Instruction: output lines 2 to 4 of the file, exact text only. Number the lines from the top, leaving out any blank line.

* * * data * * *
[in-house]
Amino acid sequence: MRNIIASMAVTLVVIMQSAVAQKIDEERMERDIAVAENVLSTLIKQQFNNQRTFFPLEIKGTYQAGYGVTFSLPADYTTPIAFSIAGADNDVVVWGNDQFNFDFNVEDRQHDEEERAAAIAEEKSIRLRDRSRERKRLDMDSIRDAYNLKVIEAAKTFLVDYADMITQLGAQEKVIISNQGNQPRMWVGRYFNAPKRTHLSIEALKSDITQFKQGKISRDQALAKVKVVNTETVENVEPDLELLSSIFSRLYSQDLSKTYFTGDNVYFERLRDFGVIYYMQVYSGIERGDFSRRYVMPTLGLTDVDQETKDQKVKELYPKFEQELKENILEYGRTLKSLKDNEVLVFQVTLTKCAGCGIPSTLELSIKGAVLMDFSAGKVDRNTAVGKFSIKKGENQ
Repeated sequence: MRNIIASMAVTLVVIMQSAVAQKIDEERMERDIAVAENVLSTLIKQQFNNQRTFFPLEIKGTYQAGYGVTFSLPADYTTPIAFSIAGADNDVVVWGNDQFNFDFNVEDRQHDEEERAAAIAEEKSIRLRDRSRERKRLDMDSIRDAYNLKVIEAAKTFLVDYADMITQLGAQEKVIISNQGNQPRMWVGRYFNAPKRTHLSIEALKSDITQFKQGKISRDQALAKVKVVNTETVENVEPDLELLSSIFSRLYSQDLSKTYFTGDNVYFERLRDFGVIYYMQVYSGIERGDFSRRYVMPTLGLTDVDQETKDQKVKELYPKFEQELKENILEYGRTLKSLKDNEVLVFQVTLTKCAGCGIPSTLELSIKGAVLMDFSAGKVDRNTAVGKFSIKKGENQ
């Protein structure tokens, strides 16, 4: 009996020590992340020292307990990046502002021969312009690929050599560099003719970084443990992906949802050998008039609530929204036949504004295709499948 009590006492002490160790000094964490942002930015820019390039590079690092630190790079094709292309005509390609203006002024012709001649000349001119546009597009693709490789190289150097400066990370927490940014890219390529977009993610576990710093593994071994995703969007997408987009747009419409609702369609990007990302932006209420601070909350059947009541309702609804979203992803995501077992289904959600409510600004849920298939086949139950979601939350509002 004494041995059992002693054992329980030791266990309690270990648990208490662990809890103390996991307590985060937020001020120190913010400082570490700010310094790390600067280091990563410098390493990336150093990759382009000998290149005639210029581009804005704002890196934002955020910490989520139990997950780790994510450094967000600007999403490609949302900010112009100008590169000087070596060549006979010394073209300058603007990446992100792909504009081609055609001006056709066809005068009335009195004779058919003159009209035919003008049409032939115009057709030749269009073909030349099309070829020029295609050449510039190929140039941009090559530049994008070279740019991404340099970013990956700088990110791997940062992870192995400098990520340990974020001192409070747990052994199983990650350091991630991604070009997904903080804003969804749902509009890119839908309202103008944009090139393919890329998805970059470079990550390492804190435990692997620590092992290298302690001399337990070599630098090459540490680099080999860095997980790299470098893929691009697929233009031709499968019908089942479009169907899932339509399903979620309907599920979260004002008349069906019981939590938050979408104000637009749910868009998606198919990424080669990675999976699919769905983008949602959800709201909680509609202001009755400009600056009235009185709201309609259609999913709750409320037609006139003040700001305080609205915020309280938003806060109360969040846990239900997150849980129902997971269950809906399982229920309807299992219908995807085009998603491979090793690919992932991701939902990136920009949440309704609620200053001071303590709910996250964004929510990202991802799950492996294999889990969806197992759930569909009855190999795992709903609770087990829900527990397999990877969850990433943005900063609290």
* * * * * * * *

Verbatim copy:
Amino acid sequence: MRNIIASMAVTLVVIMQSAVAQKIDEERMERDIAVAENVLSTLIKQQFNNQRTFFPLEIKGTYQAGYGVTFSLPADYTTPIAFSIAGADNDVVVWGNDQFNFDFNVEDRQHDEEERAAAIAEEKSIRLRDRSRERKRLDMDSIRDAYNLKVIEAAKTFLVDYADMITQLGAQEKVIISNQGNQPRMWVGRYFNAPKRTHLSIEALKSDITQFKQGKISRDQALAKVKVVNTETVENVEPDLELLSSIFSRLYSQDLSKTYFTGDNVYFERLRDFGVIYYMQVYSGIERGDFSRRYVMPTLGLTDVDQETKDQKVKELYPKFEQELKENILEYGRTLKSLKDNEVLVFQVTLTKCAGCGIPSTLELSIKGAVLMDFSAGKVDRNTAVGKFSIKKGENQ
Repeated sequence: MRNIIASMAVTLVVIMQSAVAQKIDEERMERDIAVAENVLSTLIKQQFNNQRTFFPLEIKGTYQAGYGVTFSLPADYTTPIAFSIAGADNDVVVWGNDQFNFDFNVEDRQHDEEERAAAIAEEKSIRLRDRSRERKRLDMDSIRDAYNLKVIEAAKTFLVDYADMITQLGAQEKVIISNQGNQPRMWVGRYFNAPKRTHLSIEALKSDITQFKQGKISRDQALAKVKVVNTETVENVEPDLELLSSIFSRLYSQDLSKTYFTGDNVYFERLRDFGVIYYMQVYSGIERGDFSRRYVMPTLGLTDVDQETKDQKVKELYPKFEQELKENILEYGRTLKSLKDNEVLVFQVTLTKCAGCGIPSTLELSIKGAVLMDFSAGKVDRNTAVGKFSIKKGENQ
């Protein structure tokens, strides 16, 4: 009996020590992340020292307990990046502002021969312009690929050599560099003719970084443990992906949802050998008039609530929204036949504004295709499948 009590006492002490160790000094964490942002930015820019390039590079690092630190790079094709292309005509390609203006002024012709001649000349001119546009597009693709490789190289150097400066990370927490940014890219390529977009993610576990710093593994071994995703969007997408987009747009419409609702369609990007990302932006209420601070909350059947009541309702609804979203992803995501077992289904959600409510600004849920298939086949139950979601939350509002 004494041995059992002693054992329980030791266990309690270990648990208490662990809890103390996991307590985060937020001020120190913010400082570490700010310094790390600067280091990563410098390493990336150093990759382009000998290149005639210029581009804005704002890196934002955020910490989520139990997950780790994510450094967000600007999403490609949302900010112009100008590169000087070596060549006979010394073209300058603007990446992100792909504009081609055609001006056709066809005068009335009195004779058919003159009209035919003008049409032939115009057709030749269009073909030349099309070829020029295609050449510039190929140039941009090559530049994008070279740019991404340099970013990956700088990110791997940062992870192995400098990520340990974020001192409070747990052994199983990650350091991630991604070009997904903080804003969804749902509009890119839908309202103008944009090139393919890329998805970059470079990550390492804190435990692997620590092992290298302690001399337990070599630098090459540490680099080999860095997980790299470098893929691009697929233009031709499968019908089942479009169907899932339509399903979620309907599920979260004002008349069906019981939590938050979408104000637009749910868009998606198919990424080669990675999976699919769905983008949602959800709201909680509609202001009755400009600056009235009185709201309609259609999913709750409320037609006139003040700001305080609205915020309280938003806060109360969040846990239900997150849980129902997971269950809906399982229920309807299992219908995807085009998603491979090793690919992932991701939902990136920009949440309704609620200053001071303590709910996250964004929510990202991802799950492996294999889990969806197992759930569909009855190999795992709903609770087990829900527990397999990877969850990433943005900063609290």